Saint John of Nepomuk by AnonymousColonial Museum
In the Colony, the representation of saints was reiterated, this was a way of teaching the values under which they sought to form this society. Among the images produced, the figure of John of Nepomuk, a 14th century saint, was widely spread.
The story of John of Nepomuk, like that of many saints, is poorly documented and is based mainly on legends. Originally from Nepomuk, in the region of Bohemia, now the Czech Republic, he has ordained priest under the rule of Saint Augustine. His sermons achieved recognition; with them he even won the admiration of King Wenceslaus IV. He became bishop of the Cathedral of Prague towards the end of the 14th century and vicar of Archbishop Genzestein until he died, in 1393.
Following the tradition, in this painting from the Colonial Museum, he is depicted dressed in rich garments: black cassock, surplice, and an ermine fur cloak. This last garment is a sign that he preferred death to impurity, a conviction that led him to his martyrdom and subsequent death.
On the canvas, the saint contemplates a crucifix that he holds in his right hand, and that confirm us his commitment to the Church; with the opposite hand he holds a biretta.
On the left of the saint, a small angel holds a white miter, a symbol of the prelate’s chastity, and an episcopal staff, a cane with a curved end used by bishops in liturgical ceremonies. These two elements illustrate the important religious position that Saint John attained during his lifetime.
On the right, there is another angel. It is the only figure in the artwork that directs its gaze toward the viewer and seeks to establish a connection with him/her. In his hands, he holds a palm leaf, which indicates that the saint suffered martyrdom before his death.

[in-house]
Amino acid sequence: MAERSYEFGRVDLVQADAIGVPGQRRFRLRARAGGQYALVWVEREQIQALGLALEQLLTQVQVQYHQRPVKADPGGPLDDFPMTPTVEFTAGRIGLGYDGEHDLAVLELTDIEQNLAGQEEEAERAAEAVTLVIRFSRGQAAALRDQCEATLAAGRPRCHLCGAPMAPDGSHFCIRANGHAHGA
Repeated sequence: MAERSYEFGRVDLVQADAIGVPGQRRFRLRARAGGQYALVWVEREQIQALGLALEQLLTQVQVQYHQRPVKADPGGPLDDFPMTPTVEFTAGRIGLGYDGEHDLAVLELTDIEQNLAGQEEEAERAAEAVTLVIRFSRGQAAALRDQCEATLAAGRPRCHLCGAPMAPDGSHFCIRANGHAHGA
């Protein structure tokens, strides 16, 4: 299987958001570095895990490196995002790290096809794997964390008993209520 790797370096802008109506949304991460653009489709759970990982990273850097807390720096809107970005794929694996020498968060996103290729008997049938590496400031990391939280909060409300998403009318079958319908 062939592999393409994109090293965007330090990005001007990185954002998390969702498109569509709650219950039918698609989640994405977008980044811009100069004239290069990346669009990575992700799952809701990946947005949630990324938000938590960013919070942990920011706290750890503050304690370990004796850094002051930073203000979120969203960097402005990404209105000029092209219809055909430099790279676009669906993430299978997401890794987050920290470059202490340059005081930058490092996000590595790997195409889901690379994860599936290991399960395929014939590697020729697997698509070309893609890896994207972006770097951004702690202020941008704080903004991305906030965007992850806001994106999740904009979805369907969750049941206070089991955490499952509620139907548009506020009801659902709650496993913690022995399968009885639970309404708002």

Saint John was the confessor of Queen Joan of Holland, wife of Wenceslaus IV, who at some point had suspicions that his wife was unfaithful. The monarch urged the saint to break the secret of confession. John refused. His refusal led him to cut himself out his tongue, and to the monarch to martyr him and threw him alive into the Vltava River (in present-day Prague).
Thus, in the lower segment of the canvas, we see a group of men on one side of the bridge. Four of them have the saint grabbed by the feet, moments before throwing him into the water.
According to those who scooped the lifeless body of the saint, five stars shone in the place where Saint John was thrown, which would later become an attribute of the canon. This representation is of great importance, as in most colonial images, the stars usually appear in the form of a halo over the head of Saint John, not over the water.
It was the Society of Jesus that, from the middle of the 18th century, promoted the veneration of Saint John of Nepomuk. The Jesuits, in fact, adopted his image and promoted it as a symbol against defamation and calumny, especially after his canonization, in 1721.
The saint, moreover, has consolidated as a model for confessors to follow, as this practice was of great importance after the Council of Trent (1545-1563).
With the image of John, then, the silence was promoted among priests and clergy as a practice and lifestyle.
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